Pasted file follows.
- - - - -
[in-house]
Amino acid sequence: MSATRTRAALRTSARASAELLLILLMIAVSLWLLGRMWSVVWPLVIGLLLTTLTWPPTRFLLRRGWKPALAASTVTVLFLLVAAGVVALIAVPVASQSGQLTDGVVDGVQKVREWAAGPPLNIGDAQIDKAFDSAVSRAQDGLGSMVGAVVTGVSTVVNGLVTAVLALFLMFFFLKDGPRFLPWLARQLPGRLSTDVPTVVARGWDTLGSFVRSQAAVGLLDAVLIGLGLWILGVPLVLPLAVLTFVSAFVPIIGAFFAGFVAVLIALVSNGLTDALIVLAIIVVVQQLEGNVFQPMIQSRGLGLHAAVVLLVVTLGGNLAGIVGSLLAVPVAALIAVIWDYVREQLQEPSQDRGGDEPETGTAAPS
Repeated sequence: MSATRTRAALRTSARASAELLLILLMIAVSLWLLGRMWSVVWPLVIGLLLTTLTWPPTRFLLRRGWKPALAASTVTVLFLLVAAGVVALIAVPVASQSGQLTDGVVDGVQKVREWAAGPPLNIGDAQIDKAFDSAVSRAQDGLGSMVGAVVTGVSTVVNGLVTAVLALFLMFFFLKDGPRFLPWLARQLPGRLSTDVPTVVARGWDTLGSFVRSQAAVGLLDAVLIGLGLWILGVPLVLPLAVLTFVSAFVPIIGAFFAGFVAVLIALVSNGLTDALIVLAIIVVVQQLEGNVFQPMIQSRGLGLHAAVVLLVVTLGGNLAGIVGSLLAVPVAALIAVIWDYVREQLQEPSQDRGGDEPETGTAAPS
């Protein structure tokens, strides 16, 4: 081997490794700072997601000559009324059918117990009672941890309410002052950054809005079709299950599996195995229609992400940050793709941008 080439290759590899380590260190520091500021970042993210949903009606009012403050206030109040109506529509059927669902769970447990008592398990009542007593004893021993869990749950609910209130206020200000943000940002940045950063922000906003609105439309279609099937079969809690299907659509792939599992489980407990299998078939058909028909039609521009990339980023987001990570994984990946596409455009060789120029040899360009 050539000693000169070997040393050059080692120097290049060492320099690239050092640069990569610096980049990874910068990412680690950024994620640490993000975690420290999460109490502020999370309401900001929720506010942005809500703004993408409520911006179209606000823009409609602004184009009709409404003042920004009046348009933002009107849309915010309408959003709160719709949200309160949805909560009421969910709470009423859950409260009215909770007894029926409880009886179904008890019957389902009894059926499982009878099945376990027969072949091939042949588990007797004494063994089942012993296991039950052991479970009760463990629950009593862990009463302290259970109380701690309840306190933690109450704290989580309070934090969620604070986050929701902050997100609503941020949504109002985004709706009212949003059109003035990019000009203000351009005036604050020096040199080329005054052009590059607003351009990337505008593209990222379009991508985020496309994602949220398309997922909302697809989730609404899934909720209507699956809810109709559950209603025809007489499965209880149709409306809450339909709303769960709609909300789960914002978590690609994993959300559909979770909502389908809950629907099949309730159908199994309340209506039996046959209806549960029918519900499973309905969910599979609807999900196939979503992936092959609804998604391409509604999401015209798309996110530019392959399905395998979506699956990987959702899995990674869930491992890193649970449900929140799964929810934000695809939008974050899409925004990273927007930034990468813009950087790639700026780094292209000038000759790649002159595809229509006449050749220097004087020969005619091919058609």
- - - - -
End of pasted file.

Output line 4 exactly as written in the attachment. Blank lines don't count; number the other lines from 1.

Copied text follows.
């Protein structure tokens, strides 16, 4: 081997490794700072997601000559009324059918117990009672941890309410002052950054809005079709299950599996195995229609992400940050793709941008 080439290759590899380590260190520091500021970042993210949903009606009012403050206030109040109506529509059927669902769970447990008592398990009542007593004893021993869990749950609910209130206020200000943000940002940045950063922000906003609105439309279609099937079969809690299907659509792939599992489980407990299998078939058909028909039609521009990339980023987001990570994984990946596409455009060789120029040899360009 050539000693000169070997040393050059080692120097290049060492320099690239050092640069990569610096980049990874910068990412680690950024994620640490993000975690420290999460109490502020999370309401900001929720506010942005809500703004993408409520911006179209606000823009409609602004184009009709409404003042920004009046348009933002009107849309915010309408959003709160719709949200309160949805909560009421969910709470009423859950409260009215909770007894029926409880009886179904008890019957389902009894059926499982009878099945376990027969072949091939042949588990007797004494063994089942012993296991039950052991479970009760463990629950009593862990009463302290259970109380701690309840306190933690109450704290989580309070934090969620604070986050929701902050997100609503941020949504109002985004709706009212949003059109003035990019000009203000351009005036604050020096040199080329005054052009590059607003351009990337505008593209990222379009991508985020496309994602949220398309997922909302697809989730609404899934909720209507699956809810109709559950209603025809007489499965209880149709409306809450339909709303769960709609909300789960914002978590690609994993959300559909979770909502389908809950629907099949309730159908199994309340209506039996046959209806549960029918519900499973309905969910599979609807999900196939979503992936092959609804998604391409509604999401015209798309996110530019392959399905395998979506699956990987959702899995990674869930491992890193649970449900929140799964929810934000695809939008974050899409925004990273927007930034990468813009950087790639700026780094292209000038000759790649002159595809229509006449050749220097004087020969005619091919058609």